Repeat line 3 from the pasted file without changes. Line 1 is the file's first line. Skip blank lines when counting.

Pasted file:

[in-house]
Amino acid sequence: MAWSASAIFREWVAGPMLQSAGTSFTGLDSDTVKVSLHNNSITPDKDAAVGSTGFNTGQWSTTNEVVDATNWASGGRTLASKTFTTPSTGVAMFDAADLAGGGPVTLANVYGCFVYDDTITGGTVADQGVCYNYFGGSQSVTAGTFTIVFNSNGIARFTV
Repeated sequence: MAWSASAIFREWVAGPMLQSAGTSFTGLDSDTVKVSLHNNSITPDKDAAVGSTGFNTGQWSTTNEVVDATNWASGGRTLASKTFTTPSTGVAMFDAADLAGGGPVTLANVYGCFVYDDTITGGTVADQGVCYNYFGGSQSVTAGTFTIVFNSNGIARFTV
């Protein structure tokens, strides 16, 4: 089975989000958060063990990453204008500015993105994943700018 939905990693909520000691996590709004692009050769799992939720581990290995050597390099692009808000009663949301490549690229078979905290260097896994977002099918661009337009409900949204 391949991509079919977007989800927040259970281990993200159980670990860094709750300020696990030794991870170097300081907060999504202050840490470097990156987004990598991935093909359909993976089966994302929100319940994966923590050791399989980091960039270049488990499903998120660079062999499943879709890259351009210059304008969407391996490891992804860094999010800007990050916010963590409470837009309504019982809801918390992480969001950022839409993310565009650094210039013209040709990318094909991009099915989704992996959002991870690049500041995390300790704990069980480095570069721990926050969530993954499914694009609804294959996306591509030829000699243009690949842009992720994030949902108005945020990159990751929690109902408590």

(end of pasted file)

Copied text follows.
Repeated sequence: MAWSASAIFREWVAGPMLQSAGTSFTGLDSDTVKVSLHNNSITPDKDAAVGSTGFNTGQWSTTNEVVDATNWASGGRTLASKTFTTPSTGVAMFDAADLAGGGPVTLANVYGCFVYDDTITGGTVADQGVCYNYFGGSQSVTAGTFTIVFNSNGIARFTV